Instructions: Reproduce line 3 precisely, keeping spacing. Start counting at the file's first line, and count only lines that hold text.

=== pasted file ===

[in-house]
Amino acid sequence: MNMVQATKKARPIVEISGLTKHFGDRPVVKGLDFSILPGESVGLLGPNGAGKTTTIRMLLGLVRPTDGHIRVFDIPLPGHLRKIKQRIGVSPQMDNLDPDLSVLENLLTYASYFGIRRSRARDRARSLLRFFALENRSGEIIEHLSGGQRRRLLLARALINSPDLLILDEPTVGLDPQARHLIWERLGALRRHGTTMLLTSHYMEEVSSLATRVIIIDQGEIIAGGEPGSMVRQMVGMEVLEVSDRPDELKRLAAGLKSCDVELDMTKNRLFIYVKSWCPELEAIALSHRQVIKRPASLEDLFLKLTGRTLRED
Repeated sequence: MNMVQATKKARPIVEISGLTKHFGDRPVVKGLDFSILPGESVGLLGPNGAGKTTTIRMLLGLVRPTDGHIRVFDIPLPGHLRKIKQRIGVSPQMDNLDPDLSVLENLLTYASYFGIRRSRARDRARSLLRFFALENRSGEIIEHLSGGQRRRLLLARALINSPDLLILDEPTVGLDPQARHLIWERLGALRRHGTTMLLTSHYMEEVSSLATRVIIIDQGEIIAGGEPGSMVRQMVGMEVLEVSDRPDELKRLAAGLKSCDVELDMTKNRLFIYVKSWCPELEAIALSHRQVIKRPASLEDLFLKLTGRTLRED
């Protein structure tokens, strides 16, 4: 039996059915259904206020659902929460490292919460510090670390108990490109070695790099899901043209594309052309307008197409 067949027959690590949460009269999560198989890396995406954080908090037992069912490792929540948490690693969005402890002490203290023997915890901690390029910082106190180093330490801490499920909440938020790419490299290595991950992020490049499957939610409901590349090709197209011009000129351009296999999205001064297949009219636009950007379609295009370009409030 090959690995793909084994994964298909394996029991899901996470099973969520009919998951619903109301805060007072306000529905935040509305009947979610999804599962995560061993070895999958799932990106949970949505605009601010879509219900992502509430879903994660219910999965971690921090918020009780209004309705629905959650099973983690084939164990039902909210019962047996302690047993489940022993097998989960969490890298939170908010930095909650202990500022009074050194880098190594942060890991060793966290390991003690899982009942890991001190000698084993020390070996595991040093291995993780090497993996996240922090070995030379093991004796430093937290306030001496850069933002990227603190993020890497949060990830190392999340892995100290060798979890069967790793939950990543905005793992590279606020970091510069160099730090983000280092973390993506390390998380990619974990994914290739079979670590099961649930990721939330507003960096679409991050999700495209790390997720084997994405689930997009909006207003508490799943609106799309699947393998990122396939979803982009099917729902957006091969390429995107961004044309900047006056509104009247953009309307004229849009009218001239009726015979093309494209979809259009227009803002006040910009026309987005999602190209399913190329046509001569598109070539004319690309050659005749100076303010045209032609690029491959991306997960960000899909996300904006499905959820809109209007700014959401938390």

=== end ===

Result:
Repeated sequence: MNMVQATKKARPIVEISGLTKHFGDRPVVKGLDFSILPGESVGLLGPNGAGKTTTIRMLLGLVRPTDGHIRVFDIPLPGHLRKIKQRIGVSPQMDNLDPDLSVLENLLTYASYFGIRRSRARDRARSLLRFFALENRSGEIIEHLSGGQRRRLLLARALINSPDLLILDEPTVGLDPQARHLIWERLGALRRHGTTMLLTSHYMEEVSSLATRVIIIDQGEIIAGGEPGSMVRQMVGMEVLEVSDRPDELKRLAAGLKSCDVELDMTKNRLFIYVKSWCPELEAIALSHRQVIKRPASLEDLFLKLTGRTLRED